Expired Study
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New York, New York 10016


Purpose:

Poor medication adherence is a major contributor to inadequate BP control, and is associated with 125,000 deaths annually. Translation of adherence interventions to community-based primary care practices where majority of Latino patients receive care is non-existent. Thus, the development of tailored interventions targeted at improving medication adherence in the Latino population is needed in order to address the racial disparities in BP control between Latinos and whites. This proposal provides a unique opportunity to address this gap in the literature. Using a randomized control design (RCT), the study will evaluate the effect of a culturally tailored, practice-based intervention on medication adherence in 148 high-risk Latino patients with uncontrolled HTN. To facilitate translation into routine practices, the intervention will be integrated into the clinic's electronic medical record (EMR) system, and will be delivered by trained, bilingual Health Coaches.


Study summary:

Latinos are the fastest growing ethnic group of the U.S. with a growth rate of 43% compared to 23% among whites over the past decade. This increase is four times the nation's 9.7% growth rate, and accounts for more than half of the total U.S. population increase of 27.3 million during this period. This growth is accompanied by a significant increase in cardiovascular disease (CVD)-related morbidity and mortality. Despite increasing trends in the awareness and treatment of hypertension (HTN) among all groups, Latinos have the lowest blood pressure (BP) control rates in the U.S. Although barriers to optimal HTN control such as poor access, and low awareness have been used to explain the disparities in BP control between Latinos and whites, BP control rates remain lower among Latinos who receive treatment compared to whites. This enigma may be explained by the disproportionately poorer adherence to prescribed antihypertensive medications among Latinos compared to whites. Poor medication adherence is a major contributor to inadequate BP control, and is associated with 125,000 deaths annually. Despite over 30 years of research dedicated to understanding adherence behaviors in hypertensive patients, data in Latino patients is scant. More importantly, translation of adherence interventions to community-based primary care practices where majority of Latino patients receive care is non-existent.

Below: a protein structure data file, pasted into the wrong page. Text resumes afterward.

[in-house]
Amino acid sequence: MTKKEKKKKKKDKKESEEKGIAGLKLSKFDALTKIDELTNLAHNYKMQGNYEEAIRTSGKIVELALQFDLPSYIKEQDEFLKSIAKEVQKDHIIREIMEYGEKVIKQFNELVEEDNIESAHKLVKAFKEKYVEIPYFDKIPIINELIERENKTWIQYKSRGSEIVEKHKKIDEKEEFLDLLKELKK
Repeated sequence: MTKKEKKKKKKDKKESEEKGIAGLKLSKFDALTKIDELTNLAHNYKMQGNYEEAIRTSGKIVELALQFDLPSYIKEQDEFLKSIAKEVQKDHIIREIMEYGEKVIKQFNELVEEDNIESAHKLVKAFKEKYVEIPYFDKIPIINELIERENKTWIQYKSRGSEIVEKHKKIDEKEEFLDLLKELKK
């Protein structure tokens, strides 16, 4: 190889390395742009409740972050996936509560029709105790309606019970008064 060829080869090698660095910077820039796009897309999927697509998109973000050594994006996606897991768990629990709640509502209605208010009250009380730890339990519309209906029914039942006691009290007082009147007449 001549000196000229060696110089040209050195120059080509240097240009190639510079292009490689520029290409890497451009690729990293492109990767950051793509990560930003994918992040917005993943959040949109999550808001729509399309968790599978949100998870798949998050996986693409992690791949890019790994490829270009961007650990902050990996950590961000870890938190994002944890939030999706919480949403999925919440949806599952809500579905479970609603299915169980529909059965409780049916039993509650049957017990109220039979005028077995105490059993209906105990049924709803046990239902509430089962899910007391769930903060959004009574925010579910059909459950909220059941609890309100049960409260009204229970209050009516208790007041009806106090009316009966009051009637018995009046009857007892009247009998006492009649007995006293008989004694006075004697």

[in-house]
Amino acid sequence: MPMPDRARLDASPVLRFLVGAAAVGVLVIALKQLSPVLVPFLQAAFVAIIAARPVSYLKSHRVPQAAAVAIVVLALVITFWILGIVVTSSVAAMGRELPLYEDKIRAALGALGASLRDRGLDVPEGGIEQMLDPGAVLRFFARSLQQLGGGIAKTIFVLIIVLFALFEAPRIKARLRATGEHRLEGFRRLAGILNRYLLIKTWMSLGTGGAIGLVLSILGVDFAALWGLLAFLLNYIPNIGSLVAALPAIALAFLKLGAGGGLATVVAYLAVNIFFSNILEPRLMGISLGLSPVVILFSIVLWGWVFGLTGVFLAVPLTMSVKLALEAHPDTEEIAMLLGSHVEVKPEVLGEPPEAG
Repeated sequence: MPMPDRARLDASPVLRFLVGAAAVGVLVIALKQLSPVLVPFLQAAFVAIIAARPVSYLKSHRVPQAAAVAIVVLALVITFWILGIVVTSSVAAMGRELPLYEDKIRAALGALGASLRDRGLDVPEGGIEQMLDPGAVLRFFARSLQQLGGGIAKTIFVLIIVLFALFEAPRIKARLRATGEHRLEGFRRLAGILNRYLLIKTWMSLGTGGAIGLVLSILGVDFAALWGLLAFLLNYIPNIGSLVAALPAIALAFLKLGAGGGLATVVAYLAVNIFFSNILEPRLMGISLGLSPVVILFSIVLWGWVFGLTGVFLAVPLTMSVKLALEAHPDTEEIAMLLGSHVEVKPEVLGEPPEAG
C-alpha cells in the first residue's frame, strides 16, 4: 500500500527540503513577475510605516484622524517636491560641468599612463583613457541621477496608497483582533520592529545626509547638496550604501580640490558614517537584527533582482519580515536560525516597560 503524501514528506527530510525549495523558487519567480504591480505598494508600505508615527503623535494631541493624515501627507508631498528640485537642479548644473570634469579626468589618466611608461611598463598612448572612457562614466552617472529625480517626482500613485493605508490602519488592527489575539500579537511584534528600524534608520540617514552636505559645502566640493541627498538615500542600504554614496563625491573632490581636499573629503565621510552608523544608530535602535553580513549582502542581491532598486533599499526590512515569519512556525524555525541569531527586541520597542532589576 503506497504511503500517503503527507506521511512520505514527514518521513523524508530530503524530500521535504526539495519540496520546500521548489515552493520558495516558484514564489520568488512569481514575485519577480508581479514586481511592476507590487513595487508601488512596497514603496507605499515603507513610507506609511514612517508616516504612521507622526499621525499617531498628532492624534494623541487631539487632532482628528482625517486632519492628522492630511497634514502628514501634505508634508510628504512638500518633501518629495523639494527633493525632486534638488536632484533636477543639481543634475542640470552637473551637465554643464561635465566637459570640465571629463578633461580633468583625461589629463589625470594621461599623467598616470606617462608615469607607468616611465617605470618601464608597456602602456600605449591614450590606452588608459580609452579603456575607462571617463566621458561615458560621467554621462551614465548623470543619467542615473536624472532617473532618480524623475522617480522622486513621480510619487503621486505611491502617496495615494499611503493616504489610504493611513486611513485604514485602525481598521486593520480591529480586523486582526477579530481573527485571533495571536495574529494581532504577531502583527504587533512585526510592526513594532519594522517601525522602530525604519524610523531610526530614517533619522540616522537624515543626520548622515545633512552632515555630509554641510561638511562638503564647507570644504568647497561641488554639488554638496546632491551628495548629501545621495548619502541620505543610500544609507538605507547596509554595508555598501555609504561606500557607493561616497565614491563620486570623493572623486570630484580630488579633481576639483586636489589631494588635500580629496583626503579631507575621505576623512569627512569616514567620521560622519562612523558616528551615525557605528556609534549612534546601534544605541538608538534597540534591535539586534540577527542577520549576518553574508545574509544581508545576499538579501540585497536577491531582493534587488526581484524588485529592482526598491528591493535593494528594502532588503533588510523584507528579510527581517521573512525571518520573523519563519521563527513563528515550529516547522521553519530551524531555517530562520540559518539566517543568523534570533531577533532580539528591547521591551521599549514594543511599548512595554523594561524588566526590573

Criteria:

Inclusion Criteria: - Have uncontrolled hypertension defined as BP>140/90 mmHg on at least two consecutive visits in the past year (or BP>130/80 mmHg for those with diabetes or kidney disease) - Framingham Risk Scores (FRS) >20% (or at least one CVD risk factor including hyperlipidemia or diabetes) - Be taking at least one antihypertensive medication; - Self-identify as Latino Exclusion Criteria: - Refuse or are unable to provide informed consent; - Currently participate in another hypertension study; - Have significant psychiatric comorbidity


NCT ID:

NCT03560596


Primary Contact:

Principal Investigator
Antoinette Schoenthaler
New York University School of Medicine


Backup Contact:

N/A


Location Contact:

New York, New York 10016
United States



There is no listed contact information for this specific location.

Site Status: N/A


Data Source: ClinicalTrials.gov

Date Processed: October 09, 2019

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